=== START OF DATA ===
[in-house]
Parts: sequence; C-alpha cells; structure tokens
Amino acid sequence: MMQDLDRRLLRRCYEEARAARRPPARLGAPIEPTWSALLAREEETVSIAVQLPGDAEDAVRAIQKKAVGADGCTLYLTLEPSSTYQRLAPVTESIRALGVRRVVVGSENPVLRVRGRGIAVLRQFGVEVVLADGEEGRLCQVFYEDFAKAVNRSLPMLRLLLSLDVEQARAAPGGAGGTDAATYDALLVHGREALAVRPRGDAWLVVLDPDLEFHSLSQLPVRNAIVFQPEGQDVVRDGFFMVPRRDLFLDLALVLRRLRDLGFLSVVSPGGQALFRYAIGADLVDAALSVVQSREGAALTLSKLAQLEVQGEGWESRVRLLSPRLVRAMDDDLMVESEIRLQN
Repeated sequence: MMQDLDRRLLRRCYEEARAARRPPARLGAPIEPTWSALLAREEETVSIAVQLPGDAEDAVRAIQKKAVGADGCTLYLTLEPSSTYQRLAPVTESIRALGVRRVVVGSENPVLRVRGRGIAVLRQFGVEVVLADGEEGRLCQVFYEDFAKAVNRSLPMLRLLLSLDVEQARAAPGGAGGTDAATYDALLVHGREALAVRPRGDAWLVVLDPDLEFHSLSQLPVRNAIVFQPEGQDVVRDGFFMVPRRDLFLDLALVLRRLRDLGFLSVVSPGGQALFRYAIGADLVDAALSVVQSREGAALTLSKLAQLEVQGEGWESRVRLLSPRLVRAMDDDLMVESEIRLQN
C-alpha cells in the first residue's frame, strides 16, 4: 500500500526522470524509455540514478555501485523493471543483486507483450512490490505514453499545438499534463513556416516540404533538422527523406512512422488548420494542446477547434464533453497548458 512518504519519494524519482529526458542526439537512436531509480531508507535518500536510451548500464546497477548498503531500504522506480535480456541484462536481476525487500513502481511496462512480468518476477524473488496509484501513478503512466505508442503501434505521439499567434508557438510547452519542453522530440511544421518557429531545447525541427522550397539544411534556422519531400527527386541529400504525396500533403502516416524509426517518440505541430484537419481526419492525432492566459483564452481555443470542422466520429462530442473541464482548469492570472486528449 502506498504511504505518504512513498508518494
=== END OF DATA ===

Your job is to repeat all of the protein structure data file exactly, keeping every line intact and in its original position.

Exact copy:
[in-house]
Parts: sequence; C-alpha cells; structure tokens
Amino acid sequence: MMQDLDRRLLRRCYEEARAARRPPARLGAPIEPTWSALLAREEETVSIAVQLPGDAEDAVRAIQKKAVGADGCTLYLTLEPSSTYQRLAPVTESIRALGVRRVVVGSENPVLRVRGRGIAVLRQFGVEVVLADGEEGRLCQVFYEDFAKAVNRSLPMLRLLLSLDVEQARAAPGGAGGTDAATYDALLVHGREALAVRPRGDAWLVVLDPDLEFHSLSQLPVRNAIVFQPEGQDVVRDGFFMVPRRDLFLDLALVLRRLRDLGFLSVVSPGGQALFRYAIGADLVDAALSVVQSREGAALTLSKLAQLEVQGEGWESRVRLLSPRLVRAMDDDLMVESEIRLQN
Repeated sequence: MMQDLDRRLLRRCYEEARAARRPPARLGAPIEPTWSALLAREEETVSIAVQLPGDAEDAVRAIQKKAVGADGCTLYLTLEPSSTYQRLAPVTESIRALGVRRVVVGSENPVLRVRGRGIAVLRQFGVEVVLADGEEGRLCQVFYEDFAKAVNRSLPMLRLLLSLDVEQARAAPGGAGGTDAATYDALLVHGREALAVRPRGDAWLVVLDPDLEFHSLSQLPVRNAIVFQPEGQDVVRDGFFMVPRRDLFLDLALVLRRLRDLGFLSVVSPGGQALFRYAIGADLVDAALSVVQSREGAALTLSKLAQLEVQGEGWESRVRLLSPRLVRAMDDDLMVESEIRLQN
C-alpha cells in the first residue's frame, strides 16, 4: 500500500526522470524509455540514478555501485523493471543483486507483450512490490505514453499545438499534463513556416516540404533538422527523406512512422488548420494542446477547434464533453497548458 512518504519519494524519482529526458542526439537512436531509480531508507535518500536510451548500464546497477548498503531500504522506480535480456541484462536481476525487500513502481511496462512480468518476477524473488496509484501513478503512466505508442503501434505521439499567434508557438510547452519542453522530440511544421518557429531545447525541427522550397539544411534556422519531400527527386541529400504525396500533403502516416524509426517518440505541430484537419481526419492525432492566459483564452481555443470542422466520429462530442473541464482548469492570472486528449 502506498504511504505518504512513498508518494